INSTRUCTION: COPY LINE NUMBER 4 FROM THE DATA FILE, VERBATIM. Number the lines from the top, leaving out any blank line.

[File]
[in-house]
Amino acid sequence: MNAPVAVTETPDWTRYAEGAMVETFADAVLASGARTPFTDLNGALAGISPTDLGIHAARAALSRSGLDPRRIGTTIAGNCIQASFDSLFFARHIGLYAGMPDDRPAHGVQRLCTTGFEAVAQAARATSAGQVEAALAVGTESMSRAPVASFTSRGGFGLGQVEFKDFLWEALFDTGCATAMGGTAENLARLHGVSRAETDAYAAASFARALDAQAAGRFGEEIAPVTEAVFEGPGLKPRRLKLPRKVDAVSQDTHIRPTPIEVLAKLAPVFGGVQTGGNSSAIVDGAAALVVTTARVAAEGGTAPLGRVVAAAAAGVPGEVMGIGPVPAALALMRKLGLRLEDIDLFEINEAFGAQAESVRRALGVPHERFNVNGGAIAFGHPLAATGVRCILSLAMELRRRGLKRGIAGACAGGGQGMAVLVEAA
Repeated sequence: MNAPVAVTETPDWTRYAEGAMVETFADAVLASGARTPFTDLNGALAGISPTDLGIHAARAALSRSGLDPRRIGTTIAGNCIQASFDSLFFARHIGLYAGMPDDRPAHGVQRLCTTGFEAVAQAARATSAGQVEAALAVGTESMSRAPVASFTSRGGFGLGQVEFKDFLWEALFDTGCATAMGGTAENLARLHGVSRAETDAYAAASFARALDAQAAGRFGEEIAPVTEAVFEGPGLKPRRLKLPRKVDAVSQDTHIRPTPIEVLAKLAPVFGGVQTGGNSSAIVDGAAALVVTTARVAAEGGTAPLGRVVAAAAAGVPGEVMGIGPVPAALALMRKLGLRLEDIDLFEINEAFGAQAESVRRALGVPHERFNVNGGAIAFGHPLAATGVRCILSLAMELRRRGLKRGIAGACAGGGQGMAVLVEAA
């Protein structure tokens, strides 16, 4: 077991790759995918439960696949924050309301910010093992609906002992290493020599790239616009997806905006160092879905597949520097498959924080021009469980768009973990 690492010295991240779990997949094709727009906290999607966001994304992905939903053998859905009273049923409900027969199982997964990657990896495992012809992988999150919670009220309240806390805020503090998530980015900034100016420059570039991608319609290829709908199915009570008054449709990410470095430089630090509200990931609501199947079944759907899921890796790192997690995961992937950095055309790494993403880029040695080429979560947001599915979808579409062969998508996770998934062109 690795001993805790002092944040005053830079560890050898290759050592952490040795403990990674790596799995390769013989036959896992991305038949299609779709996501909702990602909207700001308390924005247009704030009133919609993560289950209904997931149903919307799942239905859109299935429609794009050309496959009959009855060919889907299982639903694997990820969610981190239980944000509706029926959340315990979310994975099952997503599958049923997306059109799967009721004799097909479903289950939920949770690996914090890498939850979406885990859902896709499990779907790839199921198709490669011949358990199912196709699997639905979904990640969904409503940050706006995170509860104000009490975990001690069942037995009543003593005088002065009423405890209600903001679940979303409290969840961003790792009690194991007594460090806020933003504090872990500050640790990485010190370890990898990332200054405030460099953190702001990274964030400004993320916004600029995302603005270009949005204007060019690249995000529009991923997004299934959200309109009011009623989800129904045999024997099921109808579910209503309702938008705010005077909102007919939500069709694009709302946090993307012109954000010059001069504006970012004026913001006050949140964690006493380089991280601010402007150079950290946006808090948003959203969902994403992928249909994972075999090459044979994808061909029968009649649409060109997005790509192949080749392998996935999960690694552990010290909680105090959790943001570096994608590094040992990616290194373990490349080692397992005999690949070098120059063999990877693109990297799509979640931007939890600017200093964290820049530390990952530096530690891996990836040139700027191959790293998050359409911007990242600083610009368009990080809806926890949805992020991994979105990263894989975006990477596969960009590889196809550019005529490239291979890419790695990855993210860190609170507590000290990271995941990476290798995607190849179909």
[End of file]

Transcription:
């Protein structure tokens, strides 16, 4: 077991790759995918439960696949924050309301910010093992609906002992290493020599790239616009997806905006160092879905597949520097498959924080021009469980768009973990 690492010295991240779990997949094709727009906290999607966001994304992905939903053998859905009273049923409900027969199982997964990657990896495992012809992988999150919670009220309240806390805020503090998530980015900034100016420059570039991608319609290829709908199915009570008054449709990410470095430089630090509200990931609501199947079944759907899921890796790192997690995961992937950095055309790494993403880029040695080429979560947001599915979808579409062969998508996770998934062109 690795001993805790002092944040005053830079560890050898290759050592952490040795403990990674790596799995390769013989036959896992991305038949299609779709996501909702990602909207700001308390924005247009704030009133919609993560289950209904997931149903919307799942239905859109299935429609794009050309496959009959009855060919889907299982639903694997990820969610981190239980944000509706029926959340315990979310994975099952997503599958049923997306059109799967009721004799097909479903289950939920949770690996914090890498939850979406885990859902896709499990779907790839199921198709490669011949358990199912196709699997639905979904990640969904409503940050706006995170509860104000009490975990001690069942037995009543003593005088002065009423405890209600903001679940979303409290969840961003790792009690194991007594460090806020933003504090872990500050640790990485010190370890990898990332200054405030460099953190702001990274964030400004993320916004600029995302603005270009949005204007060019690249995000529009991923997004299934959200309109009011009623989800129904045999024997099921109808579910209503309702938008705010005077909102007919939500069709694009709302946090993307012109954000010059001069504006970012004026913001006050949140964690006493380089991280601010402007150079950290946006808090948003959203969902994403992928249909994972075999090459044979994808061909029968009649649409060109997005790509192949080749392998996935999960690694552990010290909680105090959790943001570096994608590094040992990616290194373990490349080692397992005999690949070098120059063999990877693109990297799509979640931007939890600017200093964290820049530390990952530096530690891996990836040139700027191959790293998050359409911007990242600083610009368009990080809806926890949805992020991994979105990263894989975006990477596969960009590889196809550019005529490239291979890419790695990855993210860190609170507590000290990271995941990476290798995607190849179909």